By Ed King
Saudi Arabia signalled its determination to block an ambitious global climate treaty yesterday, warning countries tough mitigation targets would be “highly political” and leave a “bad taste”.
The world’s second largest oil producer could find the value of its huge reserves steadily decrease if nations commit to a legally binding deal in 2015.
Intervening in discussions at UN negotiations in Bonn, one of the country’s delegation made clear its opposition to moves that could jeopardise its main export.
“We need to be extremely careful,” he said. “Mitigation is an action done for an environmental reason which has great implications on other areas – economic and social.
“These are areas which are highly political and sensitive. Many parties feel there are great implications – social and economic. We know these areas.”
He added: “Do we want to spend these two years in a debate… losing efforts and time on highly political efforts…whatever agreement that comes out will have a bad taste.”
While Saudi Arabia has a reputation for frustrating discussions at the UN talks, these were surprising remarks given the context of discussions, which were aimed at highlighting effective green growth strategies.
Representatives from 195 states are in Bonn this week to discuss what a global climate deal could look like, but with just over two years until it is scheduled to be agreed, time is running short.
“Let’s hope we could do better than you indicated”, session chair Harald Dovland, a former lead negotiator for Norway, said when the Saudi intervention concluded.
Other parties offered more positive perspectives on how climate action and green growth could be integrated into economic planning.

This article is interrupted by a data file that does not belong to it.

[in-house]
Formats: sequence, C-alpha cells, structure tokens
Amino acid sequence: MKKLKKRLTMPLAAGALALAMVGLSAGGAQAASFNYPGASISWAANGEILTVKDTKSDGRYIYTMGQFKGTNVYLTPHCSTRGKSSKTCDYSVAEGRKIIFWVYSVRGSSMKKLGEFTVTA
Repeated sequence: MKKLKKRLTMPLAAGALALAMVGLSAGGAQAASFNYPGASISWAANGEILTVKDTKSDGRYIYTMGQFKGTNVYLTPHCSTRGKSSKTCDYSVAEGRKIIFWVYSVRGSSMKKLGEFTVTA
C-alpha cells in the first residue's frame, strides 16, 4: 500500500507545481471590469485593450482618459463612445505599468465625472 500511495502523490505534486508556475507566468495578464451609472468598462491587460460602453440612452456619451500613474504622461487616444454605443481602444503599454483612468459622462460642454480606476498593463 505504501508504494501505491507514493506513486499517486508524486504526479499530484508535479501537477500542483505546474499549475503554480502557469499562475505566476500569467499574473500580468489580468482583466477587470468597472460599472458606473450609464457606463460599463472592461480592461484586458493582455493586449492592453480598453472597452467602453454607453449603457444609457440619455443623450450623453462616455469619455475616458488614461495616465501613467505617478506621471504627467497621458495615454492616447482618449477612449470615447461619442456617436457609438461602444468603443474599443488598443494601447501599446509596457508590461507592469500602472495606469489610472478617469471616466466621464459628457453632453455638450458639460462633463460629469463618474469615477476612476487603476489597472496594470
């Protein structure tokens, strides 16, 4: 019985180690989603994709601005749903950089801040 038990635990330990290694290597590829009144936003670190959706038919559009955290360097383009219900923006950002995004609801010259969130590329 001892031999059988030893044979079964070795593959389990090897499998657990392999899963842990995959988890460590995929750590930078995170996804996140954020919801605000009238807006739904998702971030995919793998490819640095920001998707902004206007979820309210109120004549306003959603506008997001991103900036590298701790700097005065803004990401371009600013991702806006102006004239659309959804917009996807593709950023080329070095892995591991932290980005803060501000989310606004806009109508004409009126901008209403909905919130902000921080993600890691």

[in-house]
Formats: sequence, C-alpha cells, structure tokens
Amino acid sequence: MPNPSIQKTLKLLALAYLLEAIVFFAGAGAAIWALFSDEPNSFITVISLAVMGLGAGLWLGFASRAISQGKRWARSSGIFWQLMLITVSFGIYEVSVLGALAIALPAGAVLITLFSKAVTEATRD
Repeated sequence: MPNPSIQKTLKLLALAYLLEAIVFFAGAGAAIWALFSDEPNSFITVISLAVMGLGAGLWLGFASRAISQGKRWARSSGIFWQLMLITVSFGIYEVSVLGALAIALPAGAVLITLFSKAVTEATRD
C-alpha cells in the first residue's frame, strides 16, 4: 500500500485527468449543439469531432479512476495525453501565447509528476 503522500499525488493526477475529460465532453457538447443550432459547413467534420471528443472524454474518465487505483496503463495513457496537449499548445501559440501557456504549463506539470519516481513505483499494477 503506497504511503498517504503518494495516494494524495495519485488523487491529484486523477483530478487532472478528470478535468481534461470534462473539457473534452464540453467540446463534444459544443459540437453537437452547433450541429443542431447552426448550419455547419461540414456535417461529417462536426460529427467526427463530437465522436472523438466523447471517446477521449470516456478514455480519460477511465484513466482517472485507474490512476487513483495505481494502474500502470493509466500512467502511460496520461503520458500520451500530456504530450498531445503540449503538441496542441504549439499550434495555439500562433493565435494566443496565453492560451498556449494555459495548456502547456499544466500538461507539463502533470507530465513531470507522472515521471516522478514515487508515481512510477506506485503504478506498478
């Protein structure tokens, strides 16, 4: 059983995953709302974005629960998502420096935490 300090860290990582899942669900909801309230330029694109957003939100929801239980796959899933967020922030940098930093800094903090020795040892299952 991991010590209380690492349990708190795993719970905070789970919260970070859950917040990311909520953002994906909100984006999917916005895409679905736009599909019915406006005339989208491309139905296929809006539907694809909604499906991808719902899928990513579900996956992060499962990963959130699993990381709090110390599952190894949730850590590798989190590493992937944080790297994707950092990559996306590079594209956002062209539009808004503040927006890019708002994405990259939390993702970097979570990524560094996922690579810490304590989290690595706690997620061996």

“We see it not to put a brake on development but as a better model,” said Mexico’s delegation. “It’s not a question of whether we will take part. We have identified clear co benefits.”
Mexico has some of the toughest climate legislation in the world, and despite fears new President Pena Nieto would backtrack on laws agreed in 2012, the government appears content to maintain energy efficiency and renewables incentives.
Saudi Arabia’s isolation was illustrated by additional statements backing low carbon development from Norway, Ethiopia, Senegal, Japan, South Korea, Samoa, China, the EU and Canada.
Ethiopia’s delegate said the country is on course to operate a carbon neutral electricity system by 2014, based on hydropower, solar and thermal sources, adding that the government had targeted a carbon neutral economy by 2025,
“Whether the world likes it or not sooner or later the whole of humanity has to shift to fight global emission,” he said.
“If we start from the beginning not being locked into a high economic growth in the long run it is to our advantage, more importantly we are in Africa – the continent that is more or less equally divided by equator and where consequently global warming is going to be the most intense.”
Canada has recently courted bad publicity for abandoning a UN drought treaty and ditching the Kyoto Protocol, but its statement pointed to the health bonuses of abandoning fossil fuels.
Legislation to phase out coal power plants that did not use carbon capture and storage technology would provide benefits of $7 billion, their delegate said.
China added that access to technology would determine how successful the world is at meeting emission targets, calling for greater focus on allowing developing nations to exploit existing clean energy solutions.
Zou-Ji, Deputy Director General at the National Center for Climate Change said his department had identified 40 technologies they would exploit if intellectual property rights could be negotiated.
“Energy efficiency should be the priority in the coming years, especially in terms of international cooperation,” he said.
“We can do better sector by sector, such as cement and steel, and develop more opportunities for joint research and development.”
Talks will continue this week and resume in June before heading to Warsaw for the main Conference of the Parties in November.
On Monday UN climate chief Christiana Figueres called on all participants to realise the urgency of the situation, given recent reports from the USA that the world is about to hit a new record for carbon dioxide in the atmosphere.
“We are just about to cross the 400 parts per million threshold, hence this conference meets in a heightened sense of urgency,” she said.
“We must meet the deadlines set by the UNFCCC’s Conference of the Parties. The ADP working group has already used one third of the time allocated, so we must use the remaining time wisely.”